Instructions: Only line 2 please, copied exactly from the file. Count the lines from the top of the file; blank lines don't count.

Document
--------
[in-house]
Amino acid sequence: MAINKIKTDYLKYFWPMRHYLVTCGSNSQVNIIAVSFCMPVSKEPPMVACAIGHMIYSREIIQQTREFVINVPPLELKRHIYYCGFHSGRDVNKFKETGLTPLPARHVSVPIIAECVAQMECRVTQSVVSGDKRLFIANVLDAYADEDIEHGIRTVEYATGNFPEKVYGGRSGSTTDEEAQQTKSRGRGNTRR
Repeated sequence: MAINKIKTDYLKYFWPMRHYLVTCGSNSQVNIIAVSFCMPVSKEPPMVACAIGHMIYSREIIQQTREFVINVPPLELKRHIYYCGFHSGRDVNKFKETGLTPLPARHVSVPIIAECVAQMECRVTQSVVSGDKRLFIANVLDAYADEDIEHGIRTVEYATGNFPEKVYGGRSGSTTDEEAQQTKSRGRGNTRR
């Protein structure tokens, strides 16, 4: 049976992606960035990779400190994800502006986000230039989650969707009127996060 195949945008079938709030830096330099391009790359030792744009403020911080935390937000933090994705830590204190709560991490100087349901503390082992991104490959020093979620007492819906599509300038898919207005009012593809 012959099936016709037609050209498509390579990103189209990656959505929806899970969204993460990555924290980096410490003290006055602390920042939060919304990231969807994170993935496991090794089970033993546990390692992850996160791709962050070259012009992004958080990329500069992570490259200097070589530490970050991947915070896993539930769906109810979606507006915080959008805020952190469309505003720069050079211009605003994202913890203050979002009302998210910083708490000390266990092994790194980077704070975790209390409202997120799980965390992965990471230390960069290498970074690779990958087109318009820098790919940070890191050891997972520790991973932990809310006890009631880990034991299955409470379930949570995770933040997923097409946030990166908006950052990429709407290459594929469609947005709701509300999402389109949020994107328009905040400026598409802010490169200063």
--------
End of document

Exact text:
Amino acid sequence: MAINKIKTDYLKYFWPMRHYLVTCGSNSQVNIIAVSFCMPVSKEPPMVACAIGHMIYSREIIQQTREFVINVPPLELKRHIYYCGFHSGRDVNKFKETGLTPLPARHVSVPIIAECVAQMECRVTQSVVSGDKRLFIANVLDAYADEDIEHGIRTVEYATGNFPEKVYGGRSGSTTDEEAQQTKSRGRGNTRR